In the big scheme of things when you look at these people who you’re describing as overly emotional, it doesn’t actually matter if you understand why they act that way, why they’re emotional; it doesn’t matter if you agree or disagree with their feelings; the fact of the matter is is that this is the way they feel. Period. Whether you personally feel the same or understand it at all is not the point. Because the bigger picture is why any of this is happening at all, and the questions that should be asked when 13 million of your fellow citizens fuel a presidential campaign with their own time and money, is this: Are they all just fucking nuts, or is there something legitimately upsetting going on that is making them fight so hard for a common cause?, and if at any point you find yourself trying to answer the former, then welcome to “Societal Anesthetization.” For sitting in your chair acting like Dr. Spock talking to Captain Kirk doesn’t help, and the reality right now — whether you like it or not — is that the Dems are going to need a huge portion of Bernie’s demographics in order to beat back the almost-certainly certifiable Republican candidate so please go-ahead and take your dose of “shut the fuck up” right now. Because you’re going to need it to get through the next 99 days.
Because Bernie Sanders has taught us that you can be strong in the face of a society which isn’t quite “there” yet if only you hold to the broader goal of reducing the suffering you see in the world, and, in the end, your derision and condescension mean little except as an admission of your own sedation, and take it from us Berners: if you can’t allow yourself anger in the face of admitted corruption and injustice, then you are basically allowing yourself to cower in the corner and die the enormous soul-death that comes when you give up striving for what’s right. So forgive me the fuck ever if I take a pass on that, and stand up and fight and embarrass your “polite society” by being what is — in your opinion — an overly emotional asshole.
[Postscript, for complete clarity:
I’m not crazy and would vote for Clinton if I wasn’t in a deep red state which will most likely go to Johnson (it could be a toss-up though actually–the Mormons hate Trump–so I have to revisit this topic periodically; don’t want to inadvertently give my vote to Trump).
This isn’t about Hillary personally (for me, at least): it’s about the insulation that the elite/the system have been afforded for too long at the expense of broader society, including extremely vulnerable populations which literally grow by double digit percentages every year. This year, for example, the Salt Lake City homeless shelter served as many people by May 26, 2016 as it did for the entire year of 2015. Students are coming to school hungry and traumatized because our lifestyles are on the razors edge, and I’ve personally seen parents repeatedly pick up their kids up totally high and in clear sight and awareness of school admin and nothing is done because there is no one to call to help these addicted parents and no beds anywhere for getting them mental health assistance. And people aren’t recognizing it or are blaming the vulnerable for character defects that usually aren’t there or blame Republicans for their inability to be reasonable when really this is a problem with the system wherein money is being hoarded and populations held at bay with excuses and justifications. And society can’t go on like this.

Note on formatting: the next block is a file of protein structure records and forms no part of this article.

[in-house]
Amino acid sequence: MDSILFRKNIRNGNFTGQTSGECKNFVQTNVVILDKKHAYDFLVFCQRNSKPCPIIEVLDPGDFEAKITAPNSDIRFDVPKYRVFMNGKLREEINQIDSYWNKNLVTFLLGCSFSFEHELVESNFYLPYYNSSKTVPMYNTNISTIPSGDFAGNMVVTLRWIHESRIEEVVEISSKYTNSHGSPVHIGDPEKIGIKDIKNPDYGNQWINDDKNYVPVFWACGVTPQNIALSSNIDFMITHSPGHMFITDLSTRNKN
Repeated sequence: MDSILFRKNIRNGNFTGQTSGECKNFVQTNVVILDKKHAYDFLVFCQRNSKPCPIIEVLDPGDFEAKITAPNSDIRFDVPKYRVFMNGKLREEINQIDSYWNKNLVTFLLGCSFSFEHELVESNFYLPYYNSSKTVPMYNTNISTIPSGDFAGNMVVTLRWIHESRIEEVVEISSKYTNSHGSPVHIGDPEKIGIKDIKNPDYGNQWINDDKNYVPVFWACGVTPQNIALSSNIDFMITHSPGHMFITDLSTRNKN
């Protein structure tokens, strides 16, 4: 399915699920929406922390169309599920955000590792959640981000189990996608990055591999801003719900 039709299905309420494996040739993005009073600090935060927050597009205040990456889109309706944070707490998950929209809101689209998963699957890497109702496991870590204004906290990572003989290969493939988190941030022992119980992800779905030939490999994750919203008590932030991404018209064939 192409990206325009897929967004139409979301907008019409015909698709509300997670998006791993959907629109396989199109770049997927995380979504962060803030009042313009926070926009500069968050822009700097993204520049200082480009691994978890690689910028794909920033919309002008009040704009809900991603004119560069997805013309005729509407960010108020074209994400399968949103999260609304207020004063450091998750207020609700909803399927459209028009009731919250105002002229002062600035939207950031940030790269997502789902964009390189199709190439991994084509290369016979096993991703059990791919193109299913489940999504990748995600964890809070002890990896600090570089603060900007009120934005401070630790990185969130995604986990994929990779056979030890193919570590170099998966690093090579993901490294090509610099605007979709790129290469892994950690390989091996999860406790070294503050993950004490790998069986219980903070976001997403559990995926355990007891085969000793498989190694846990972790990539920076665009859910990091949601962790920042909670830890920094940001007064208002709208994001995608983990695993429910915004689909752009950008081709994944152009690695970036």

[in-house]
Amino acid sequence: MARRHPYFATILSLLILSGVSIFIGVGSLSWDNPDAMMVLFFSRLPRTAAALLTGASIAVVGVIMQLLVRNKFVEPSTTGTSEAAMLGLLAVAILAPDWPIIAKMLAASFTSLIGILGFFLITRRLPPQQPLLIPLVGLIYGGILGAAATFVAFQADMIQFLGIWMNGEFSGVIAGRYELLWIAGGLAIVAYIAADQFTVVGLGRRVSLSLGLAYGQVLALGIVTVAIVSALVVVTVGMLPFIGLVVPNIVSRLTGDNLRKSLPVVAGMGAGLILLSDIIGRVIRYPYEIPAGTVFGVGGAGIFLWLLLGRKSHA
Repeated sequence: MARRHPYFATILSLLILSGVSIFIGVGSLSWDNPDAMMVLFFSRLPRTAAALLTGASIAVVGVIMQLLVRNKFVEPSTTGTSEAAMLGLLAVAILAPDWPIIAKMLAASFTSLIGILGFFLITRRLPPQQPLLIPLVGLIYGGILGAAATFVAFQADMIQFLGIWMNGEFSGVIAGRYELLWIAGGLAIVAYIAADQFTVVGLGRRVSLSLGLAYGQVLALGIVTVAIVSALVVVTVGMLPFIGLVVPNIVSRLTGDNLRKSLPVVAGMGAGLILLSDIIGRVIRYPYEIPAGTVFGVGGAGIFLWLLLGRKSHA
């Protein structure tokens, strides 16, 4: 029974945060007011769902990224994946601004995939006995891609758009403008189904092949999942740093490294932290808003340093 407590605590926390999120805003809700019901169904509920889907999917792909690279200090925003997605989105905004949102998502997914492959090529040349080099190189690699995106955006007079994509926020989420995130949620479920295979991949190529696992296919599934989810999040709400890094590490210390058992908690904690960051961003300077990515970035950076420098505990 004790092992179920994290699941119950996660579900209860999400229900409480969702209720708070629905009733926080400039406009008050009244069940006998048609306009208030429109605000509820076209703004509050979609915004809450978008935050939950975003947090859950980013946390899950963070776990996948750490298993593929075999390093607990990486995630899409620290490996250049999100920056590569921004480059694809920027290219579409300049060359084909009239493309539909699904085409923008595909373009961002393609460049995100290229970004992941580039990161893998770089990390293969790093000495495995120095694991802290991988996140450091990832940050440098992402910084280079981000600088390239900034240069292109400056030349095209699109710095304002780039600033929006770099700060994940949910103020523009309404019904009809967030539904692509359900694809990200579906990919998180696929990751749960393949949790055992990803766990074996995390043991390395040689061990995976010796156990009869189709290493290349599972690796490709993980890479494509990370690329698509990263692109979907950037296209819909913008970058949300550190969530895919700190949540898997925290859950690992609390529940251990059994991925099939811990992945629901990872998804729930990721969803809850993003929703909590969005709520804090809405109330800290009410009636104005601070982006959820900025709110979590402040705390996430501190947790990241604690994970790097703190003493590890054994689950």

There will be a tipping point; I already see that we are getting close to it. And it is scary. When people have nothing to lose and when inequality becomes normalized, they take their frustrations out in ways which harm the stability of our society as well as our own mental health (insidiously, so as we don’t even realize) and there has to be a better way than what we’re doing now. Because mowing people down with firearms has now become de rigueur, and when a Donald Trump is the figurehead for millions of angry citizens, we have to acknowledge that we are clearly living within a failed system.
Anyways, don’t worry: Hill will get my vote should it come to that. You aren’t privy to my Facebook posts which outline my views on this situation but I go into the fact that Trump is clearly dangerous, and a third party vote pointless so, in spite of my rage at the lawlessness that our democracy has become, I know where my truth lies.]
[512 words; 2 min.33 sec. America, nostalgia, current events]
I’ve been listening to this song all day and thinking about America.
I remember sitting in a car with my mother circa 1993, and being called on to defend my ex-husbands adopted Korean sisters because to mom all Asians were forever tainted by Pearl Harbor,
[414 words; 2 minutes; American pride, nostalgia, what being American means]
Worked (all felines: Izzy, Jack, Piper, Clark, Lucy, Darko, Todd, Burt, Mica—love them all); Graham and Lauren, Ellen and Julia, Ellen’s friend ending his Ramadan today; kittens; hard lemonade, shitty Malbec, salsa, chips, guacamole, ohdeargodwhydidIeatsomuch;